[Photos by JUSTIN ROMAN]
BY JEFF DEENEY On the morning of February 15th neighbors found a Jane Doe laying riddled with stabwounds in broad daylight near 55th and Market Streets. The body was in a narrow, fenced in alleyway next to an abandoned building on the corner of tiny Sickels Street that runs from Market to Ludlow between 54th and 55th. Patrol cars and news vans swarmed the scene and helicopters hovered overhead. The police hung sheets from the fence to block the body from view but it was a Friday morning and school kids were already out and on their way to class. This kind of violence is nothing new in the neighborhood. The Market Street corridor from 52nd Street all the way west to 63rd is one of the most dangerous stretches of land in the city; on the Inquirer’s crime maps there’s a practically uninterrupted stream of red dots following this course that marks the shooting and homicide scenes from over the past two years.
Details later emerged in the Inquirer identifying Jane Doe as 31 year old Nakeia McCafferty, a homeless drug addict with family ties in Southwest Philly. According to her mother she occasionally surfaced there looking roughed up from running the streets, in need of a shower and meal before heading back into the winter cold to chase her next high. She left six children in tow, all placed in her mother’s custody by child welfare. The children were from different fathers, most of whose whereabouts are unknown. She had numerous unsuccessful rehab stays. The police knew her from previous brushes as a prostitute; court records show that she racked up drug charges back in 2000.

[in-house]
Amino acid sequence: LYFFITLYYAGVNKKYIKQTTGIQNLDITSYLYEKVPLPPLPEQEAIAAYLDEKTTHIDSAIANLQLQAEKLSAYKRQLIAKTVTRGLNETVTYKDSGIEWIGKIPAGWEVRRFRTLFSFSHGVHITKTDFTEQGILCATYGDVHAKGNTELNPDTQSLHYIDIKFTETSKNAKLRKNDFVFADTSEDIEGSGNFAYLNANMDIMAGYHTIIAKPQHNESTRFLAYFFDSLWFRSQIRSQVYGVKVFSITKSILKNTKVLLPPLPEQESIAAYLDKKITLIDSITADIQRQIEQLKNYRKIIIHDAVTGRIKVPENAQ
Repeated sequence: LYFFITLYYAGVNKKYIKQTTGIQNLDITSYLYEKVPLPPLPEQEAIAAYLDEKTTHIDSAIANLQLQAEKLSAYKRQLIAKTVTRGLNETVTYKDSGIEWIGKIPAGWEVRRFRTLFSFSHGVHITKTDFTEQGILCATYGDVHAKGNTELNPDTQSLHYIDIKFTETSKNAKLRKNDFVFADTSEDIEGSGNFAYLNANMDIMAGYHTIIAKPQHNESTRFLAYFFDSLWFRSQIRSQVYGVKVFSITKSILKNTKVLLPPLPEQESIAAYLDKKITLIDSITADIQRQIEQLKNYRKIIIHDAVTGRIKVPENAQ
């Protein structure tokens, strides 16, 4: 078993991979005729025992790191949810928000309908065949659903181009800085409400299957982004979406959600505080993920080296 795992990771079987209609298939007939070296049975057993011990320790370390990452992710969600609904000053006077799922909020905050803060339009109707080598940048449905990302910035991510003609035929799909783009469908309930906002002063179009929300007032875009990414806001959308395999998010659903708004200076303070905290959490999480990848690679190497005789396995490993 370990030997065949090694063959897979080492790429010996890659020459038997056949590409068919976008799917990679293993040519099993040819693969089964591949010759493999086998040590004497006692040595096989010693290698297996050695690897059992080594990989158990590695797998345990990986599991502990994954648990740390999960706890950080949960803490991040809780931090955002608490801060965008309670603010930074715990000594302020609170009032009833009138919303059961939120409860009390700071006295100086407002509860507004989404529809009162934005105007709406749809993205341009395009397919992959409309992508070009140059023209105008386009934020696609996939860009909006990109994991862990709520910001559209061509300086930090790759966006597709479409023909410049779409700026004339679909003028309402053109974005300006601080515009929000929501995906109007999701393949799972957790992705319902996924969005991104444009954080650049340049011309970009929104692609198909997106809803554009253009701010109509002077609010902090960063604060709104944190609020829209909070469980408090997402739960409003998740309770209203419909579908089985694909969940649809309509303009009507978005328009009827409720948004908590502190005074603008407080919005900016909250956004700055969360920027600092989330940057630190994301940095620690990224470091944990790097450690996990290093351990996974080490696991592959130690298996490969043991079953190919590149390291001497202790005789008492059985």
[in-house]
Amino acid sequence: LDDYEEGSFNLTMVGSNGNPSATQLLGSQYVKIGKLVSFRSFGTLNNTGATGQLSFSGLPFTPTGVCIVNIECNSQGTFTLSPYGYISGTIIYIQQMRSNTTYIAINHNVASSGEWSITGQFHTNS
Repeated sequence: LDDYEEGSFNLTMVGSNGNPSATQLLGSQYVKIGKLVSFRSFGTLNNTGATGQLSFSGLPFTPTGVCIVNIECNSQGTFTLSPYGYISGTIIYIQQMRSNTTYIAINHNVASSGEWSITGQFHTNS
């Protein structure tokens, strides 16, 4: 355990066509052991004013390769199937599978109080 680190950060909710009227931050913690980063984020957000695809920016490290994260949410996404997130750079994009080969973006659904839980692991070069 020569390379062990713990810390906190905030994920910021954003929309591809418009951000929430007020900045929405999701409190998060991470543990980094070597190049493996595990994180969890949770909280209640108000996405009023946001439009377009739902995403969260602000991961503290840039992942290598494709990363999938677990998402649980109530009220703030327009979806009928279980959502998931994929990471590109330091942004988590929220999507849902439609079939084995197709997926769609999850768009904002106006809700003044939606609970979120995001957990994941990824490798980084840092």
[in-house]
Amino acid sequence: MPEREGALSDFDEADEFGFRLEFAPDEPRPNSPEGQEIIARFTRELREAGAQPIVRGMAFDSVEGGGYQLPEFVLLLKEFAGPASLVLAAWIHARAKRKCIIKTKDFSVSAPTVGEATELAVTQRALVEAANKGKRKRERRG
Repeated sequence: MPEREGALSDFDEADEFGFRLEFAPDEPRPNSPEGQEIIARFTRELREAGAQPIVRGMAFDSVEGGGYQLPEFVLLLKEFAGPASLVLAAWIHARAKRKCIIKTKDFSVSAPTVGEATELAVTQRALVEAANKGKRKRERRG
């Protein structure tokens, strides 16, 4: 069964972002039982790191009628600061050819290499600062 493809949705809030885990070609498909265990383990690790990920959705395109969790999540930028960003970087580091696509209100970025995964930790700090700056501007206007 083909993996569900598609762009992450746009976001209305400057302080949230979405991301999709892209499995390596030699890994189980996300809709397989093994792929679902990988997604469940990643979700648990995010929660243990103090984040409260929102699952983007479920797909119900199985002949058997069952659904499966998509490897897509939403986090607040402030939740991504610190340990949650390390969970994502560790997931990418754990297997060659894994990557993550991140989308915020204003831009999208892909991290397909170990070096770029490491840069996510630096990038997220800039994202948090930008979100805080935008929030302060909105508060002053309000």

This is the life of a low-bottom drug addict. These are depths that few return from.
The modest memorial laid out for Nakeia was, not surprisingly, very weather-worn when we got to it a couple months later. It was a warm weekend afternoon and Sickels Street was alive with children riding their bikes and rollerblading in circles and drawing with chalk on the sidewalk. A young girl, maybe 12 years old, wearing thick eyeglasses and a colorful Muslim headscarf rode her bike to where we were shooting photographs and parked there. When I looked at her she held my eye contact. Her face told me, “I have something to say to you,” but she didn’t want to volunteer it, she wanted to be asked. I debated breaking the ice to get her story but decided not to. Talking to a minor who probably witnessed the aftermath of a violent homicide without the presence of a guardian wasn’t something I was comfortable doing. I let her watch, which she did without saying a word.
What many people who haven’t spent a lot of time in Philly’s worst neighborhoods don’t know is that the character of the streets changes with the hours. Even the most rundown and drug infested blocks have families living there — maybe young moms with kids, maybe some oldheads who’ve been there for decades — absent the resources to leave for greener pastures. During the day, especially when school is out, even the worst blocks fill up kids playing and grandmoms toting groceries. The feeling on the meanest streets is good in the morning; neighbors will stop to chat with a stranger, and I’ve learned a lot about Philadelphia from these conversations.